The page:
Within 24 hours of taking charge, US President Barack Obama started “remaking America” — by wiping out the divisive legacy of George Bush.
Soon after taking office on Tuesday, Obama said no to new nuclear weapons, paused prosecutions in the notorious Guantanamo Bay prison, embraced alternative energy and pledged to re-evaluate Bush’s national missile defence programme.
In the post-Bush world, the US will now engage in direct diplomacy without preconditions with Iran, withdraw all US troops from Iraq in 16 months and make a “sustained” push to achieve the goal of two states — Israel and Palestine — living in peace with each other.
In another striking departure, Obama promised to restore American leadership on space issues, seeking a global ban on weapons that interfere with military and commercial satellites in a detailed agenda posted on an all-new White House website.
Marrying the rejuvenation of the American economy to energy security, the president said he would create five million jobs by investing $150 billion over 10 years to “catalyse private efforts to build a clean energy future”.
Al-Qaeda could be defeated in the war of ideas by “returning to an American foreign policy consistent with America’s traditional values” and by working with moderates within the Islamic world to counter Islamist propaganda.
The Obama-Biden team promised to set up a $2 billion global education fund to eliminate the education deficit and “offer an alternative to extremist schools”.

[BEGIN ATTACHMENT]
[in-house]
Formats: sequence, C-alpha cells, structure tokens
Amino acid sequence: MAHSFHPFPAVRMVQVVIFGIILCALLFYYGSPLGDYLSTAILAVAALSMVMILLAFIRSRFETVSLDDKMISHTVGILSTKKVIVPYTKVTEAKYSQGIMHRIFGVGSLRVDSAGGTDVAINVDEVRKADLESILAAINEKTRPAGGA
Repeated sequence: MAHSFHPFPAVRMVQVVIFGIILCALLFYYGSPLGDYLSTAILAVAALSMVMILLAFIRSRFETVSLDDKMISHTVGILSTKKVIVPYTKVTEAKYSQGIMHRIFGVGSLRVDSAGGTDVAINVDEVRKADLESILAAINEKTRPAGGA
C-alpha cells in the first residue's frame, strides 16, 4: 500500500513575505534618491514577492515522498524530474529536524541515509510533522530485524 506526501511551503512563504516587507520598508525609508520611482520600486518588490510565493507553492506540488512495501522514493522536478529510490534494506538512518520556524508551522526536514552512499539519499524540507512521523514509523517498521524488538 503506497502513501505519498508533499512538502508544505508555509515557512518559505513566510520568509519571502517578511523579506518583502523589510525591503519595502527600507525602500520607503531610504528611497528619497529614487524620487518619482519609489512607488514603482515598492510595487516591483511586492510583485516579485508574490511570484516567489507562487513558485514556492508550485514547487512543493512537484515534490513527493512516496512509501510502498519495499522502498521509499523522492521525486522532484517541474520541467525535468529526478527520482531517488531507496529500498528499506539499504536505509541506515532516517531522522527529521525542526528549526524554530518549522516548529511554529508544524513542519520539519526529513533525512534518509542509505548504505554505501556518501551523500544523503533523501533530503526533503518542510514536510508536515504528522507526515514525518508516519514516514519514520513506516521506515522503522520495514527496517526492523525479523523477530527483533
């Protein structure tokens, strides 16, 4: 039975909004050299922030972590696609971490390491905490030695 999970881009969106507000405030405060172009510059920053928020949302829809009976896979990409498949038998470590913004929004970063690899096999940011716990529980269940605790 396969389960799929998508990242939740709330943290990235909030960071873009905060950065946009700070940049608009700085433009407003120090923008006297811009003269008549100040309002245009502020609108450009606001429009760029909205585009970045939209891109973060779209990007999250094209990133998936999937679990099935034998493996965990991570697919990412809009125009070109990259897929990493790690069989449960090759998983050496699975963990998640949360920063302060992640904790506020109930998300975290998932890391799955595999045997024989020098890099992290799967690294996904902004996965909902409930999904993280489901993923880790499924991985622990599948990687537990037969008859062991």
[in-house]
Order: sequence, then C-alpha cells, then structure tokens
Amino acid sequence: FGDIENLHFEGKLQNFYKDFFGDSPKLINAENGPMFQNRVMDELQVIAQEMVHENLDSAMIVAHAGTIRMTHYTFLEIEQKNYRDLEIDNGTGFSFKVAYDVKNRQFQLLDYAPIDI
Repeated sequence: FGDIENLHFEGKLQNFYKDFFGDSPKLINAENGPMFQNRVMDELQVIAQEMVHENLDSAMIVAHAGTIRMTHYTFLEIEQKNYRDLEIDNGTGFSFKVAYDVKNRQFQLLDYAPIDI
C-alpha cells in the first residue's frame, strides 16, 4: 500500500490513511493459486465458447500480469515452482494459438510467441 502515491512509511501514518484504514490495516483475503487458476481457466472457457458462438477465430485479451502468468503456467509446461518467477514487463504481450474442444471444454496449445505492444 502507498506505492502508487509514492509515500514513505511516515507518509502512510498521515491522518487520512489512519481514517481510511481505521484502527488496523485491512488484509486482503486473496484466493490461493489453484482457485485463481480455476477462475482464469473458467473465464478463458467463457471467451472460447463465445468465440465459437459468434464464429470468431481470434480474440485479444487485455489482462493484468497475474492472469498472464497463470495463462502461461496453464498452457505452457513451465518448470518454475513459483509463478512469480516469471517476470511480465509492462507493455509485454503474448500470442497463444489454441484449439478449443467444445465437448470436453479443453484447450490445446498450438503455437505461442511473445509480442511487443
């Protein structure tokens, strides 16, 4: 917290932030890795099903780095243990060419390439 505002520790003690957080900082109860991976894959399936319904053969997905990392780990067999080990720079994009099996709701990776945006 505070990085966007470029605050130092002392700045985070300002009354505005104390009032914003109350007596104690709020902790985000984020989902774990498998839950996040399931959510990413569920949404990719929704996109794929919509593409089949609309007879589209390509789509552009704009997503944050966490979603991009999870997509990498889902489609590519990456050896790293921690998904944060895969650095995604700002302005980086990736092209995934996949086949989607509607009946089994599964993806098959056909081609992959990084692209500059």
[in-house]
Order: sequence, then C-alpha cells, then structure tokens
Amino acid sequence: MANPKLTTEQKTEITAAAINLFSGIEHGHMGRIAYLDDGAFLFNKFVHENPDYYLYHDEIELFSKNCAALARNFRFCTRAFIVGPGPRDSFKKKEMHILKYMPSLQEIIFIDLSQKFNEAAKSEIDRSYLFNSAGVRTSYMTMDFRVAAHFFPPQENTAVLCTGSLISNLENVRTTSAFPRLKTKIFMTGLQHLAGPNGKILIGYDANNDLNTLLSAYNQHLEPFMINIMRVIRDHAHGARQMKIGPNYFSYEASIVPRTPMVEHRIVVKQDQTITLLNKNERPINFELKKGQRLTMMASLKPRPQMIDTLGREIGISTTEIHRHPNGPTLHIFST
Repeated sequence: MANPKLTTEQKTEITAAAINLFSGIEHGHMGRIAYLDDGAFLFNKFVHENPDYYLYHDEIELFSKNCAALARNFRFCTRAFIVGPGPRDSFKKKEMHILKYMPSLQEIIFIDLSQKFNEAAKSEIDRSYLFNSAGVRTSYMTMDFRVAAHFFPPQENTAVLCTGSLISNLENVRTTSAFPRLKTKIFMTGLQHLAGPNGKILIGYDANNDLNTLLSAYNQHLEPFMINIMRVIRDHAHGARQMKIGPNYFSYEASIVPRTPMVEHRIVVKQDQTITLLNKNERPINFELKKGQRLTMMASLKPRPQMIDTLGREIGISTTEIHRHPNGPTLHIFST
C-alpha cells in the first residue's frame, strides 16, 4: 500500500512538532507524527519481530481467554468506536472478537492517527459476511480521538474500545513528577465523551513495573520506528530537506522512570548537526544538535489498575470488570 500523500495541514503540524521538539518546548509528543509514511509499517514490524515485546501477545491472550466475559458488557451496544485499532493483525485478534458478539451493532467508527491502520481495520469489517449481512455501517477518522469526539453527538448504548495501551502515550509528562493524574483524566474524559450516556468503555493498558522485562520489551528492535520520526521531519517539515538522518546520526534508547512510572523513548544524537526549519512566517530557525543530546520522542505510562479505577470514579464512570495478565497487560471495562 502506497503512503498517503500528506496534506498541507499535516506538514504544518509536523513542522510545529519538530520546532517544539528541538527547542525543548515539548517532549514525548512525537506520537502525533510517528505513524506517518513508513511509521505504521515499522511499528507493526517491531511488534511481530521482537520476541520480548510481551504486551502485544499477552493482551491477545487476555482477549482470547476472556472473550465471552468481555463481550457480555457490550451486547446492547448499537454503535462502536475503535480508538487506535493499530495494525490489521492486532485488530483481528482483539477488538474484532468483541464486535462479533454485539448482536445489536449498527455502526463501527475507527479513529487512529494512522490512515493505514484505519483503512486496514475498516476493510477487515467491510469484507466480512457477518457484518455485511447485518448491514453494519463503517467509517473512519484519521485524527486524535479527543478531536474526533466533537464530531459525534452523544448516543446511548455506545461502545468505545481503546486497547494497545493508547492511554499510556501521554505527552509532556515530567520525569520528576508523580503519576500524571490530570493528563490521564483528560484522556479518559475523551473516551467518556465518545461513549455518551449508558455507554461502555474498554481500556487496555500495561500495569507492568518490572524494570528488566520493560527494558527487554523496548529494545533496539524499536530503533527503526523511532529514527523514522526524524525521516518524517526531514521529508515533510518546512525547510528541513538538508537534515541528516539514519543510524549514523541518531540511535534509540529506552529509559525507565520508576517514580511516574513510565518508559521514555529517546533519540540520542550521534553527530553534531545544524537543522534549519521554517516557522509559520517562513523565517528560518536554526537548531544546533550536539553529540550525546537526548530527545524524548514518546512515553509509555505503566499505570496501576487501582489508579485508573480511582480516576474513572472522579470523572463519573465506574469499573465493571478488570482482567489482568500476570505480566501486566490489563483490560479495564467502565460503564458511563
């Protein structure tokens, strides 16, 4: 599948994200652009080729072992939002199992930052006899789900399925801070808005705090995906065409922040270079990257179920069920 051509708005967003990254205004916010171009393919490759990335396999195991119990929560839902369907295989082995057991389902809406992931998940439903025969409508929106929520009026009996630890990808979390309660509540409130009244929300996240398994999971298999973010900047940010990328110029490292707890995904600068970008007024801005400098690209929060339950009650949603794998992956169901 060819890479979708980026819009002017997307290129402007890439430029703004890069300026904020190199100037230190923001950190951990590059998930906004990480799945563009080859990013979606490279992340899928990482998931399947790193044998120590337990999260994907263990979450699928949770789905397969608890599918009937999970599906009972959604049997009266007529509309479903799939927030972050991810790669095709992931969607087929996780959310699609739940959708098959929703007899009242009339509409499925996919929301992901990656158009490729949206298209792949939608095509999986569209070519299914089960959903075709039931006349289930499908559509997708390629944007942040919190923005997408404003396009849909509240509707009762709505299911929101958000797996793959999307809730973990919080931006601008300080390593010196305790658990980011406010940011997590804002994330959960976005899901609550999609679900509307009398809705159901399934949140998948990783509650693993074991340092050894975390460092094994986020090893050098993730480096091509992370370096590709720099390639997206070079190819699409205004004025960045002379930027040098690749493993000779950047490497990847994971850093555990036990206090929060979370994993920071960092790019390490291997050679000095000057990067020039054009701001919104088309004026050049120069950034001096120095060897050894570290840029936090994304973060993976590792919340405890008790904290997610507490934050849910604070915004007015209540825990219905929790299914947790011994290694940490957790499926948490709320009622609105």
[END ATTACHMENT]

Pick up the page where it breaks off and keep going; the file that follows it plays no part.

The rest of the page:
The defeat of terrorism worldwide would entail responsibly ending the war in Iraq and focus on the “right battlefield” in Afghanistan, the new American chief executive said.
Describing the resurgence of al-Qaeda and Taliban in Afghanistan and Pakistan as the “greatest threat” to America’s security, Obama promised more troops and more development for Afghanistan.
Pakistan, which will be held accountable for security in the border region with Afghanistan, will also receive more non-military aid from the Obama administration.
India could be peeved that it is no longer mentioned as a frontline American ally in Asia in the Obama-Biden foreign policy priority list.
Obama and Biden will forge a more effective framework in Asia that goes beyond bilateral agreements, occasional summits, and ad hoc arrangements.
“They will maintain strong ties with allies like Japan, South Korea and Australia; work to build an infrastructure with countries in East Asia that can promote stability and prosperity; and work to ensure that China plays by international rules,” the agenda said.
The new team’s decision to negotiate a verifiable global ban on the production of new nuclear weapons, or fissile material, will have implications for India. “This will deny terrorists the ability to steal or buy loose nuclear materials,” Obama and Biden felt.
India, a non-signatory to the Nuclear Non-Proliferation Treaty, will have to watch out for their promise to strengthen the NPT, a treaty that New Delhi has repeatedly refused to accede to as a non-nuclear weapons state.
In a decision that will resonate with Indians after 26/11, the president said he would insulate the director of National Intelligence from political pressure by giving the DNI a fixed term, like the chairman of the Federal Reserve.
“Obama and Biden will seek consistency and integrity at the top of our intelligence community -- not just a political ally,” the duo said.